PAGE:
Can I Uninvite Someone For Not Being Excited Enough?

I think she's jealous of me

Q: I know it’s in poor taste to uninvite someone to a party, but hear me out before you answer.

I invited the girlfriend of my fiancé’s brother, let’s call her Terry, to my bachelorette party. Now, Terry and I aren’t particularly close, we hang out occasionally sans our partners, but I extended the invite because I knew it was the right thing to do including her as family (because I also invited my fiancé’s sister). Plus Terry is friends with another one of my good friends who is coming to the party.

I’d like to preface that Terry really wants to marry her partner and has openly expressed that she is jealous that I got engaged before her, because I haven’t been dating my partner as long. When my MOH reached out to invite guests to the bachelorette, Terry was the only person to not respond in any capacity. I figured she didn’t want to go, and that a lack of response was her way to decline without actually having to decline—which is a little disheartening but overall fine. I mentioned this to my fiancé, who then told his brother without asking me, and then his brother talked to Terry who all of a sudden responded that she could attend. Not ideal, because it was pretty apparent that she didn’t want to go, but fine I can deal.

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Now the bachelorette party is approaching and our mutual friend told me that she and Terry have been texting about outfits and getting their nails done in prep for the party. Obviously this wouldn’t ever bother me, but I literally have not heard one word from Terry in months, and she definitely has not reached out to me to say thank you for the invite, I’m so excited for your party, or even hello. She also has not paid my MOH for her portion of the bachelorette party either (and it’s only $20, so it’s not a huge sum. My MOH is graciously paying for the whole Airbnb cost).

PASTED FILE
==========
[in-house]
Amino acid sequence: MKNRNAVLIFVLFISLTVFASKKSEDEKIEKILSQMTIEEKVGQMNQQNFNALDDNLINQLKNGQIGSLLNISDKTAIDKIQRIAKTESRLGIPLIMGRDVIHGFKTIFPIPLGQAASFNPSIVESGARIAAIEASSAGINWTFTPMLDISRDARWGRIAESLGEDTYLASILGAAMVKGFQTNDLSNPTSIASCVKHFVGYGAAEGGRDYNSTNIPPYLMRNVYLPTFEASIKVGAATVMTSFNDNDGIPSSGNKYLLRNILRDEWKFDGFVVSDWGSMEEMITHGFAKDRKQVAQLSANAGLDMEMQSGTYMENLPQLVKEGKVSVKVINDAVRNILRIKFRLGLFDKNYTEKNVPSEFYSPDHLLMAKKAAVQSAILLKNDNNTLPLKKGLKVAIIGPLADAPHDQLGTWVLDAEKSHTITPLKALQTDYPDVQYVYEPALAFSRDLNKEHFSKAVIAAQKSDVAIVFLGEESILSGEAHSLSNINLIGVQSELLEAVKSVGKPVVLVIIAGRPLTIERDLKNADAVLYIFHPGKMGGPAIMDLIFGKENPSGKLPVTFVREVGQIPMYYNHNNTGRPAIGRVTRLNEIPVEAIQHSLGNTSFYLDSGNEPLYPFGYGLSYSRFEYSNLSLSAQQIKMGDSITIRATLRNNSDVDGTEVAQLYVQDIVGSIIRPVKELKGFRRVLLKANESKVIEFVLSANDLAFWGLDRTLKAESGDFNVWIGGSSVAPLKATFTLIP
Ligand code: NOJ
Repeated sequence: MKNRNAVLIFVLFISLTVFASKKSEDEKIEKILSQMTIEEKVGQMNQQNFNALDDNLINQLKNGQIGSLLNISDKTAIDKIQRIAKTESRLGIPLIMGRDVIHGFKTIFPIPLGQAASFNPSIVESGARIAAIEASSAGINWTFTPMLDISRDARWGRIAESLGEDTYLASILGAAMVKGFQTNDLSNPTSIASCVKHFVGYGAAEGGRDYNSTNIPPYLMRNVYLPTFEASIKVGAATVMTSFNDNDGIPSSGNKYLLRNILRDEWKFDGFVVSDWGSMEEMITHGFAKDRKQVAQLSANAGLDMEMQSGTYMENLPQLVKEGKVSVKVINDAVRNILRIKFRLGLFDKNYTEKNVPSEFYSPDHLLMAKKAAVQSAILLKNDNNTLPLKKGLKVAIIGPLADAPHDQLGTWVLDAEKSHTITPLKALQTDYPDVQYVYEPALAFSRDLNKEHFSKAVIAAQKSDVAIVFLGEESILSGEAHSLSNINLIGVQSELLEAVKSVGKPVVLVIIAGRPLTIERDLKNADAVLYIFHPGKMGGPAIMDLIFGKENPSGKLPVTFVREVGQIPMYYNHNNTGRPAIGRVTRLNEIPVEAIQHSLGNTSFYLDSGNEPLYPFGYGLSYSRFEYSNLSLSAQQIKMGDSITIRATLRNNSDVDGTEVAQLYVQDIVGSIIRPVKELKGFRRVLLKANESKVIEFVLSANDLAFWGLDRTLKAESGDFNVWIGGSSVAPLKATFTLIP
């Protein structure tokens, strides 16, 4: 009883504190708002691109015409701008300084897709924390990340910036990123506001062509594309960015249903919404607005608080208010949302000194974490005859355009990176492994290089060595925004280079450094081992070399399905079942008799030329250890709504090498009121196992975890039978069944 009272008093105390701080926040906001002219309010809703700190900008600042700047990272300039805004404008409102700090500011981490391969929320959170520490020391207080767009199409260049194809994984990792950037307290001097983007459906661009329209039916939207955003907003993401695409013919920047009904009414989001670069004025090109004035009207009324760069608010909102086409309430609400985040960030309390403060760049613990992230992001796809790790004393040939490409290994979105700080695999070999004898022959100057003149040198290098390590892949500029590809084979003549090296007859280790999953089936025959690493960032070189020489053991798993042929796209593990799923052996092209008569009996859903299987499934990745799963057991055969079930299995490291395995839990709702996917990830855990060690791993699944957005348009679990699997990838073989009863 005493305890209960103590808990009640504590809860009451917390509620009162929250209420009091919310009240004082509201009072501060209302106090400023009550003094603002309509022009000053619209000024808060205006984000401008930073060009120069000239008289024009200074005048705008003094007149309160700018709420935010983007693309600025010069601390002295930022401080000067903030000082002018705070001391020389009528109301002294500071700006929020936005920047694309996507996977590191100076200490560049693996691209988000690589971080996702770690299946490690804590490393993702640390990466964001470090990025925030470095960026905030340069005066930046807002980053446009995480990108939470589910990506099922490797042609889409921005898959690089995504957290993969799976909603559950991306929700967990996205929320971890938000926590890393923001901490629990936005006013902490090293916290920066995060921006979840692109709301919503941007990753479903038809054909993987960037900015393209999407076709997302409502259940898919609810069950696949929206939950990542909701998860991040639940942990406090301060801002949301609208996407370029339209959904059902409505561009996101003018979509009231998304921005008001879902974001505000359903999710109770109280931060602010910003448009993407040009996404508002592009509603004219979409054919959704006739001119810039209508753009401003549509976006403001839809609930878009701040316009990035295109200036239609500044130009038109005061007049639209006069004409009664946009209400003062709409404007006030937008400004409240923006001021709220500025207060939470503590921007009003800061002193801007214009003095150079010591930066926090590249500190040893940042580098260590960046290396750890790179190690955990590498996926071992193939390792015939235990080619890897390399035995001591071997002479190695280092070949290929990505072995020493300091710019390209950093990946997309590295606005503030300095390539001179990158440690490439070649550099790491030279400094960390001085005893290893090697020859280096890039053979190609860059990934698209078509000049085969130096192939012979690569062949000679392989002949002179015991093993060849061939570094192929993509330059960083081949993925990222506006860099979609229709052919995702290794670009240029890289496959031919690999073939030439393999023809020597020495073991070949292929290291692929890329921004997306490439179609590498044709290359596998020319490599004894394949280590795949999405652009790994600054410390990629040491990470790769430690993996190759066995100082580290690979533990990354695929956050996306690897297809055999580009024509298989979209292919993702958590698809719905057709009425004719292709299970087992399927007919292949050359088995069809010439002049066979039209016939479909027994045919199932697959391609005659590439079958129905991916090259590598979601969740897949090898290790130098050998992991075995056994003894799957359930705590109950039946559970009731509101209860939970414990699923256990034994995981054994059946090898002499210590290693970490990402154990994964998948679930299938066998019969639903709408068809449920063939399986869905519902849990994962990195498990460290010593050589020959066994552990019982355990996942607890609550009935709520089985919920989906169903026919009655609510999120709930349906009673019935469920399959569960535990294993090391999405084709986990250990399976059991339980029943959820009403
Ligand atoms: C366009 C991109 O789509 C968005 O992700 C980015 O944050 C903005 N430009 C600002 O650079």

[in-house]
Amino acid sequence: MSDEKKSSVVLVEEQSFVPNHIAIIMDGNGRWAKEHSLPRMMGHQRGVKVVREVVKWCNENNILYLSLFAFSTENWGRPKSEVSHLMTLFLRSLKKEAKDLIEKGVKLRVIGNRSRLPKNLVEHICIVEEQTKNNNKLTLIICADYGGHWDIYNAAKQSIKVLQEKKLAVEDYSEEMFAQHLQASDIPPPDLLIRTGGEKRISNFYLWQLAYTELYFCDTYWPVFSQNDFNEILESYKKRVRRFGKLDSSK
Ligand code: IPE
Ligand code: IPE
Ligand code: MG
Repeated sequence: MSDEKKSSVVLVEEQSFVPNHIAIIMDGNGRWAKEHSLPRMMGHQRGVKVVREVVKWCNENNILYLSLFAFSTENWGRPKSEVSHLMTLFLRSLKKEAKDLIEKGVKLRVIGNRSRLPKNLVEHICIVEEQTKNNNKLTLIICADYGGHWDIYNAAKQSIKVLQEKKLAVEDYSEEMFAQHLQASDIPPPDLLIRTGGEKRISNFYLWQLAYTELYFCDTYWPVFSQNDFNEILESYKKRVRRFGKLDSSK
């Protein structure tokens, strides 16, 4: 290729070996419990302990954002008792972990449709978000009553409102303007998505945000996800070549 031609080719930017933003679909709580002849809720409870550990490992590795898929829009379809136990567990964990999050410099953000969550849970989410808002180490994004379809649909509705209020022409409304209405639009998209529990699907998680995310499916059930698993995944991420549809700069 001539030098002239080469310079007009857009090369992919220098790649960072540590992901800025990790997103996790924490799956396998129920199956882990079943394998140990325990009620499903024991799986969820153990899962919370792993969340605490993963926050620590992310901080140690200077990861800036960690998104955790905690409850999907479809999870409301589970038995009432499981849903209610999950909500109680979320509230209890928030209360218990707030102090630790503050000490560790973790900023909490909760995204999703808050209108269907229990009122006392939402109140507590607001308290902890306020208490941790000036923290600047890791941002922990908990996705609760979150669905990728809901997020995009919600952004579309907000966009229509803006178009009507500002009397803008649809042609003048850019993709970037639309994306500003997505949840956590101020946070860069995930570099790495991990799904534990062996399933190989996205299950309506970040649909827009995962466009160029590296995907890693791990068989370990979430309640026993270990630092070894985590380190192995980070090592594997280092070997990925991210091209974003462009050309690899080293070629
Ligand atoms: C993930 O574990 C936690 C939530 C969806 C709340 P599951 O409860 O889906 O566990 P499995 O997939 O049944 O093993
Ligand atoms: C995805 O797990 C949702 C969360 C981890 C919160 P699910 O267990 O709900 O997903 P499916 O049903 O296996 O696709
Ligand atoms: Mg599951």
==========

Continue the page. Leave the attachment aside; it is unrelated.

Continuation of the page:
I feel like all this slaps of her not being happy for me because she is upset that she is not engaged. I’m not trying to invalidate her feelings about her relationship, but you can still be happy for someone else—come on, sisterhood! It also seems like she is just taking advantage of a free trip. I know since the invite was extended, and she accepted that the polite thing to do is just let her come, but I really don’t want someone there is isn’t happy for me and really seems to have no interest in communicating with me either. Is there anything I can do, or do I just have to grin and bear it for bachelorette weekend?


A: Dear Anonymous,

I’m not sure what it is you’d be bearing. You invited her, not because you want her to be there, but because of shared family. And she’s coming, not because she wants to come, but because of… shared family. This is all normal. This sort of diplomacy is the stuff that keeps the world turning. I’m not against uninviting someone if there’s particularly bad behavior (see: a MOH who keeps calling the bride-to-be fat), but there is literally nothing here except some lack of communication over the party, which is so common I didn’t even bat an eyelash. You expressed that you were disappointed she’s not coming, so now she’s coming, and she’s finding something in this obligatory trip to be excited about. What’s the problem?

What I’m saying is that you’re setting the bar higher for her than for yourself. You don’t really care if she’s there or not. It’s not fair to demand some kind of emotional commitment from her that wouldn’t even be mutual.

You guess she’s being petty and holding it against you that you’re getting married first. That totally may be the case, though I don’t see it from what you described here. (I get that it’s hard to convey the dynamic of a whole relationship in one email though, so who knows.) But even if that’s true, it doesn’t have anything to do with you. Her feelings aren’t about you or your relationship; you say that yourself. But you can understand how it might make her a little less interested in talking about your wedding, right? It doesn’t even mean she resents you specifically, or is mad about your particular wedding. Maybe it just stings a bit to hear about it all and it’s easier to avoid it. Don’t take it personally, because it’s not personal.

Conversely, I would take it personally that your partner passed on what you said without asking you. I’m sure it was well intentioned, but you might want to let him know that he shouldn’t whisper-down-the-lane without asking you first. You know, next time.

—Liz Moorhead


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